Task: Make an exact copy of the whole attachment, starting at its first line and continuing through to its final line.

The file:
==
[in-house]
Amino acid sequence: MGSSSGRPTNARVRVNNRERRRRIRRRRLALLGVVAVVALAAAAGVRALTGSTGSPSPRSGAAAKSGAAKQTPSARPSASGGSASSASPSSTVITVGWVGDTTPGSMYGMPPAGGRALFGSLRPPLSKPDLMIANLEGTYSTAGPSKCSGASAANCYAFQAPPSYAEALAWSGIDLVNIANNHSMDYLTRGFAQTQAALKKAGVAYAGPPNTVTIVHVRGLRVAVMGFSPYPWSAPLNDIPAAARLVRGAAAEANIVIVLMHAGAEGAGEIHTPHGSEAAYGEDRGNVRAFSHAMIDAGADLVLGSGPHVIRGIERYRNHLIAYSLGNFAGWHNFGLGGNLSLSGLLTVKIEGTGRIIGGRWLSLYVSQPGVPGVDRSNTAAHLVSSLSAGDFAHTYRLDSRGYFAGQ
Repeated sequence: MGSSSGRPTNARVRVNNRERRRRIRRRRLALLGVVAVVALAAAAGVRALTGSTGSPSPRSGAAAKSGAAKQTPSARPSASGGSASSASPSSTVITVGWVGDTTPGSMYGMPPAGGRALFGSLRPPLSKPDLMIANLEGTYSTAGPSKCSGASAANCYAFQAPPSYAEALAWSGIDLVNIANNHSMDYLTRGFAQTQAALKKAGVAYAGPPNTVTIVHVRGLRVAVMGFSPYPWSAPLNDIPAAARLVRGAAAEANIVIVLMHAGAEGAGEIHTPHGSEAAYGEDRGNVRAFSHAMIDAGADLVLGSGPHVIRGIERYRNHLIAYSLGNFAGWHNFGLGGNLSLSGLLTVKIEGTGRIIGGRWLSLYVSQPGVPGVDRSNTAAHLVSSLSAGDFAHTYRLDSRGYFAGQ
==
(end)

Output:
[in-house]
Amino acid sequence: MGSSSGRPTNARVRVNNRERRRRIRRRRLALLGVVAVVALAAAAGVRALTGSTGSPSPRSGAAAKSGAAKQTPSARPSASGGSASSASPSSTVITVGWVGDTTPGSMYGMPPAGGRALFGSLRPPLSKPDLMIANLEGTYSTAGPSKCSGASAANCYAFQAPPSYAEALAWSGIDLVNIANNHSMDYLTRGFAQTQAALKKAGVAYAGPPNTVTIVHVRGLRVAVMGFSPYPWSAPLNDIPAAARLVRGAAAEANIVIVLMHAGAEGAGEIHTPHGSEAAYGEDRGNVRAFSHAMIDAGADLVLGSGPHVIRGIERYRNHLIAYSLGNFAGWHNFGLGGNLSLSGLLTVKIEGTGRIIGGRWLSLYVSQPGVPGVDRSNTAAHLVSSLSAGDFAHTYRLDSRGYFAGQ
Repeated sequence: MGSSSGRPTNARVRVNNRERRRRIRRRRLALLGVVAVVALAAAAGVRALTGSTGSPSPRSGAAAKSGAAKQTPSARPSASGGSASSASPSSTVITVGWVGDTTPGSMYGMPPAGGRALFGSLRPPLSKPDLMIANLEGTYSTAGPSKCSGASAANCYAFQAPPSYAEALAWSGIDLVNIANNHSMDYLTRGFAQTQAALKKAGVAYAGPPNTVTIVHVRGLRVAVMGFSPYPWSAPLNDIPAAARLVRGAAAEANIVIVLMHAGAEGAGEIHTPHGSEAAYGEDRGNVRAFSHAMIDAGADLVLGSGPHVIRGIERYRNHLIAYSLGNFAGWHNFGLGGNLSLSGLLTVKIEGTGRIIGGRWLSLYVSQPGVPGVDRSNTAAHLVSSLSAGDFAHTYRLDSRGYFAGQ